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Routine protein energy supplementation in adults: systematic review

BMJ 1998; 317 doi: https://doi.org/10.1136/bmj.317.7157.495 (Published 22 August 1998) Cite this as: BMJ 1998;317:495
  1. Jan Potter, consultant physiciana,
  2. Peter Langhorne, senior lecturerb,
  3. Margaret Roberts, consultant physiciana
  1. aVictoria Geriatric Unit, Victoria Infirmary NHS Trust, Glasgow G41 3DX
  2. bAcademic Section of Geriatric Medicine, Department of Medicine, University of Glasgow, Glasgow Royal Infirmary Trust, Glasgow G4 0SF
  1. Correspondence to: Dr J Potter, Department of Medicine for the Elderly, Mansionhouse Unit, Victoria Infirmary NHS Trust, Glasgow G41 3DX
  • Accepted 22 August 1998

Abstract

Objectives : To determine whether routine oral and enteral nutritional supplementation can improve the weight, anthropometry, and survival of adult patients.

Design : Systematic review of randomised controlled trials of oral or enteral protein supplementation in adults. Trials were identified from Medline (Silver Platter 3.11, 1966-96), reference lists of identified studies and review articles, and communication with feed manufacturers.

Subjects : Randomised controlled trials comparing oral or enteral protein supplementation with no routine supplementation. All trials of adult subjects were included except those addressing nutrition in pregnancy.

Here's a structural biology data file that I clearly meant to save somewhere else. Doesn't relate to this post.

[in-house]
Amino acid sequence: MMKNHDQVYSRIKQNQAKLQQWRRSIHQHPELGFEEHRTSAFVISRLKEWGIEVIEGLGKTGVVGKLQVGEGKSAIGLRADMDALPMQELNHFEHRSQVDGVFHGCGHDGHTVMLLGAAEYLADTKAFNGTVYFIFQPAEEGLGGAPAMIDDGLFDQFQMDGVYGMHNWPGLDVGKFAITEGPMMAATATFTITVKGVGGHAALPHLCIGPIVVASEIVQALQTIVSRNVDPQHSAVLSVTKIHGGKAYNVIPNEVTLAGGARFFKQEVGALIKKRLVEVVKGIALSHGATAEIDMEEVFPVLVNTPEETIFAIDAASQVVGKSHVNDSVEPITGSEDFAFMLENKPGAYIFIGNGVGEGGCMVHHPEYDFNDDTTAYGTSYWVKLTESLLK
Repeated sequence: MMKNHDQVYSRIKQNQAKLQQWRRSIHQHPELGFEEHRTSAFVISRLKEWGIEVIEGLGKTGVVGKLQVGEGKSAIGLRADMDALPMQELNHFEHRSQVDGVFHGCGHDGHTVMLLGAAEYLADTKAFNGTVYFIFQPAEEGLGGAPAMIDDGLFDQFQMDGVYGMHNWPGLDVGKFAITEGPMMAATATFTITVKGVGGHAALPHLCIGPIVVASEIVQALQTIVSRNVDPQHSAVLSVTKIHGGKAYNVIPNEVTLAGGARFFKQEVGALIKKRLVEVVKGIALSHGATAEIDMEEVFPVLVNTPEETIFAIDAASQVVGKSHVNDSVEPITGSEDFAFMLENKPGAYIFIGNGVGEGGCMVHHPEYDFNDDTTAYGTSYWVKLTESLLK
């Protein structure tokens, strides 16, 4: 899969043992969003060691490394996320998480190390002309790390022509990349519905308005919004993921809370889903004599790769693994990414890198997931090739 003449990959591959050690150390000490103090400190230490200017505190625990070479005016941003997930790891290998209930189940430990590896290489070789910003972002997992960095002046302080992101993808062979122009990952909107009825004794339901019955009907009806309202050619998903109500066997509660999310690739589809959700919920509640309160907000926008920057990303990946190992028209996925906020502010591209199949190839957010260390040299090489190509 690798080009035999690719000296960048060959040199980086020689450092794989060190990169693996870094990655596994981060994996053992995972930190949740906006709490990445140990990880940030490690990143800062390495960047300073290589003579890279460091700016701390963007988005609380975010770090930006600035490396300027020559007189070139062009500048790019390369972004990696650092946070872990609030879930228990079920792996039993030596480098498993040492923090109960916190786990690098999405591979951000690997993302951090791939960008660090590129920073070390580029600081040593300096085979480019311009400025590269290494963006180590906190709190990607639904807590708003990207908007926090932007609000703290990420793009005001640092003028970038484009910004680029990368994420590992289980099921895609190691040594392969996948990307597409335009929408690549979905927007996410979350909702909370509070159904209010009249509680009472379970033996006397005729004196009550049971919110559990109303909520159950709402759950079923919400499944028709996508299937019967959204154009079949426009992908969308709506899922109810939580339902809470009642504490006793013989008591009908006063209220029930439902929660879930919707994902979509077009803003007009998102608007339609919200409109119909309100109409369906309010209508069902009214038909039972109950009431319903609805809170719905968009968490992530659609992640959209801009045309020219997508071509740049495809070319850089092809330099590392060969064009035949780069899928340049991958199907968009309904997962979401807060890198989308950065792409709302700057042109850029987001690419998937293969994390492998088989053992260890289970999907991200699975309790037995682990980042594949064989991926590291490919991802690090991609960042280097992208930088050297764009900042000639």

Main outcome measures : Change in body weight and anthropometry (mid-arm muscle circumference), and all cause case fatality recorded at the end of scheduled follow up. body weight and anthropometry were analysed as the weighted mean difference and 95%confidence intervals of the percentage change in these variables. Case fatality was analysed with odds ratio and 95% confidence intervals.

Results : 32 eligible reports (2286 randomised patients) published between February 1979 and July 1996 were identified, of which 30 (93.8%) (2062 randomised patients) reported outcomes of interest. Case fatality data were available for 1670 (81%) patients, and continuous variable data for up to 1607 (78%) patients. The treatment group receiving routine nutritional supplementation showed consistently improved changes in body weight and anthropometry compared with controls; weighted mean difference 2.06% (95%confidence interval 1.63% to 2.49%) and 3.16% (2.43% to 3.89%)respectively. The pooled odds ratio for death in the treatment group was 0.66 (0.48 to 0.91, 2P<0.01). Apparent benefits were observed in several prespecified subgroups of patients, treatment settings, and interventions, but were not evident if trials with less robust methodology were excluded.

Conclusions : Routine oral or enteral supplementation seems to improve the nutritional indices of adult patients, but there are insufficient data in trials which meet strict methodological criteria to be certain if mortality is reduced. Benefits were not restricted to particular patient groups. Further large pragmatic randomised controlled trials of routine nutritional supplementation are justified.

Footnotes

  • Funding None.

  • Conflict of interest None.

  • Accepted 22 August 1998
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